It’s one of the two offensive positions in Ultimate Frisbee. The handler should master at least three main throws: backhand, forehand and hammer. Their job is to move the disc to the cutters to move up the field. Handlers usually stay back while cutters try to get an open position.
The type of a tournament where players join individually instead of as a team. The organisers create the team based on skills of the individuals. You can read about that more in a post about Types of Ultimate Frisbee Tournaments.
When the offensive player is running towards the thrower for a chance of getting the disc.
You can throw an inside out backhand or an inside-out forehand. The first one goes to the right and curves to the left. It’s harder to throw it when someone is marking you. The second variation makes it possible to throw the forehand to the left side of the field.
Mark is a person you have to guard during the game. Your job is not to let them get the disc and escape them at all costs to get to the disc when you’re playing offence.
When you hear your teammate yell “no break” in case there’s a player open to get the disc on the guarded side. You should make sure not to let the disc pass.
A player admits that he fouled the other player and the game continues as if there was no foul.
When someone on or off the field screams “no upline” you should make sure to stop any upline cuts.
Short for “offence” or “offensive”.
When an offensive player is running away from the thrower to catch the disc further down the field.
When another person or people get between the defensive player and the person that they are guarding. It only applies when the defender is less than three meters from the other player when the pick takes place. When the pick occurs the play stops. The defender is allowed to walk up to the offensive player and the thrower taps the disc. The play continues. If the disc is in the air when the pick is called – catch it. If the disc is on the ground during the pick – it’s a turnover.
A defensive player leaves the person that they are guarding and guards the throwing lane instead.
The throw, which starts each point (unless you play indoor, then it just starts the game). The defensive team tries to throw it as far as possible down the field. If you touch the disc during a pull and drop it, it’s a turnover.
Savage (playing savage)
It means that a team has to play without any substitutions and a chance to rest (outdoor – 7 players, indoor – 5 players).
When two opposing players jump to catch the disc and one of the players jumps higher and makes the catch.
Spirit (Spirit Of The Game)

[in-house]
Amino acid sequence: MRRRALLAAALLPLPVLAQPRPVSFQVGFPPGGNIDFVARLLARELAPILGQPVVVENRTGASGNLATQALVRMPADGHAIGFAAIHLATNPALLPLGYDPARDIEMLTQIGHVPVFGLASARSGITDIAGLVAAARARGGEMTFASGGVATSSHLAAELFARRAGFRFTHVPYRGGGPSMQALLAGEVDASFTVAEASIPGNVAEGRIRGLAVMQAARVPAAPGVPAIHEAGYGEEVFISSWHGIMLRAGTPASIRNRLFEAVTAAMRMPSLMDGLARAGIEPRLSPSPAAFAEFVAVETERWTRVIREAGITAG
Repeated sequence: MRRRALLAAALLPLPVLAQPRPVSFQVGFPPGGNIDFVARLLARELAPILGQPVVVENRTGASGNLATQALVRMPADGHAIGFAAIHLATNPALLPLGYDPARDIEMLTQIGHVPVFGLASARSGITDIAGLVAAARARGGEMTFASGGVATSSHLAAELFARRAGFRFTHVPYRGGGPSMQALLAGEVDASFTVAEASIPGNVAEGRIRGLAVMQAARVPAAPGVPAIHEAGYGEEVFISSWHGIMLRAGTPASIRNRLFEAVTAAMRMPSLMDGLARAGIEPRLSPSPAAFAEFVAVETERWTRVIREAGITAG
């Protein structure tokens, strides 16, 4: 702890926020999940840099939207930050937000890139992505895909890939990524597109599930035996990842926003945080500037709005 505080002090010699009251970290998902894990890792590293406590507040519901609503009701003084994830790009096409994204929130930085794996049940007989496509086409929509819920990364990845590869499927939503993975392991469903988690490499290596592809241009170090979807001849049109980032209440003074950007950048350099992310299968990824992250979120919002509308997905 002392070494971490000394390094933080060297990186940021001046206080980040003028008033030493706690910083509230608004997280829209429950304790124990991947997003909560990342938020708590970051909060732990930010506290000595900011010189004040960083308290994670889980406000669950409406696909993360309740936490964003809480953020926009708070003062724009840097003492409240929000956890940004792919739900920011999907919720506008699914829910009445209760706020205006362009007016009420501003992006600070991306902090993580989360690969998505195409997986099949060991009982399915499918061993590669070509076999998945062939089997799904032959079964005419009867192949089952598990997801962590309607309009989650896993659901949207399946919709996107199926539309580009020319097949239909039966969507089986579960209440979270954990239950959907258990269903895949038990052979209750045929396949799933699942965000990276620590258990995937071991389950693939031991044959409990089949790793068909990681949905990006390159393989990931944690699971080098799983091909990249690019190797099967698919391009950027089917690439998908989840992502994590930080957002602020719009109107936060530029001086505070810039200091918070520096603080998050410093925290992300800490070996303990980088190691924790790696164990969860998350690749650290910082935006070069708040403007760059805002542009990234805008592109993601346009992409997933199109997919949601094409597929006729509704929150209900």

SOTG rates if there was a good spirit during the game on the field. It encourages fair play and mutual respect between the players. It’s best described at USA Ultimate.
A play a very common play used by the teams. It’s the most crucial play to know. The examples of the strategy are the Vertical and Horizontal Stack.
A stallout happens when the defender stalls the thrower for 10 seconds and a turnover occurs. Only the person who stalls can call a stallout.
A foul call. When a player catches the disc and it’s knocked out of their hand by an offensive player. The disc is considered in control only when the rotation of the disc stops.
A throw to someone on the opposing sideline. It’s very common when the field is clustered by both teams and the other side of the field is vacant.
A player while holding a disc can’t move with it. It’s allowed to slow down if the disc was caught while running. The thrower has to establish a pivot foot. A travel occurs if the pivot foot lifts off the ground before the throw.
A turn or turnover happens when the offensive team loses the possession of the disc due to a drop, a stall out, an uncontested foul, or a defended pass.
It’s what the offensive or defensive players call when the disc is up in the air to let the other team members know that the throw was made.
It’s called in many situations. It’s sort of a word that describes that someone did something illegal – handing the disc, throwing objects on the field.
It’s a defence strategy where players guard a certain area of the field instead of just one person.
That’s it for now and if I missed something (oh, I definitely did!) let me know and I’ll update the Ultimate glossary. I’m probably going to update it once in a while. For now, I’m really happy to have it finished and I hope this post helps a bit. 🙂